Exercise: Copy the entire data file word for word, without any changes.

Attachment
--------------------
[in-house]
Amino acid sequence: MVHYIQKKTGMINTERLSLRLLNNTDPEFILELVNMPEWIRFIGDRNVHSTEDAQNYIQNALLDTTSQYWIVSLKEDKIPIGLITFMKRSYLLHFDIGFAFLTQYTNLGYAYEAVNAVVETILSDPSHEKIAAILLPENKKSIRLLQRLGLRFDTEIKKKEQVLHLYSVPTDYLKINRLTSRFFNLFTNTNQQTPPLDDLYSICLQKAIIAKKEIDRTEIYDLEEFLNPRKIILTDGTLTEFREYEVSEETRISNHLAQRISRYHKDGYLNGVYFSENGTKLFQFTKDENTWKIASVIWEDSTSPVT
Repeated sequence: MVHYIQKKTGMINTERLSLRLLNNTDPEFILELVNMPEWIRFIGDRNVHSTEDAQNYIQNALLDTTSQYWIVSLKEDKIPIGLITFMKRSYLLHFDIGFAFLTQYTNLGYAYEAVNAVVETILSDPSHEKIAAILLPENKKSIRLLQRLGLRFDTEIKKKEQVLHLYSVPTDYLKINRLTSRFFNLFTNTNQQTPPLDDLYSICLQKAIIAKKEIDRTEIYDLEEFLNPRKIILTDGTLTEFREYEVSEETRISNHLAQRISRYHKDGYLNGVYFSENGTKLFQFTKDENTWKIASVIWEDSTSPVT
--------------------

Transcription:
[in-house]
Amino acid sequence: MVHYIQKKTGMINTERLSLRLLNNTDPEFILELVNMPEWIRFIGDRNVHSTEDAQNYIQNALLDTTSQYWIVSLKEDKIPIGLITFMKRSYLLHFDIGFAFLTQYTNLGYAYEAVNAVVETILSDPSHEKIAAILLPENKKSIRLLQRLGLRFDTEIKKKEQVLHLYSVPTDYLKINRLTSRFFNLFTNTNQQTPPLDDLYSICLQKAIIAKKEIDRTEIYDLEEFLNPRKIILTDGTLTEFREYEVSEETRISNHLAQRISRYHKDGYLNGVYFSENGTKLFQFTKDENTWKIASVIWEDSTSPVT
Repeated sequence: MVHYIQKKTGMINTERLSLRLLNNTDPEFILELVNMPEWIRFIGDRNVHSTEDAQNYIQNALLDTTSQYWIVSLKEDKIPIGLITFMKRSYLLHFDIGFAFLTQYTNLGYAYEAVNAVVETILSDPSHEKIAAILLPENKKSIRLLQRLGLRFDTEIKKKEQVLHLYSVPTDYLKINRLTSRFFNLFTNTNQQTPPLDDLYSICLQKAIIAKKEIDRTEIYDLEEFLNPRKIILTDGTLTEFREYEVSEETRISNHLAQRISRYHKDGYLNGVYFSENGTKLFQFTKDENTWKIASVIWEDSTSPVT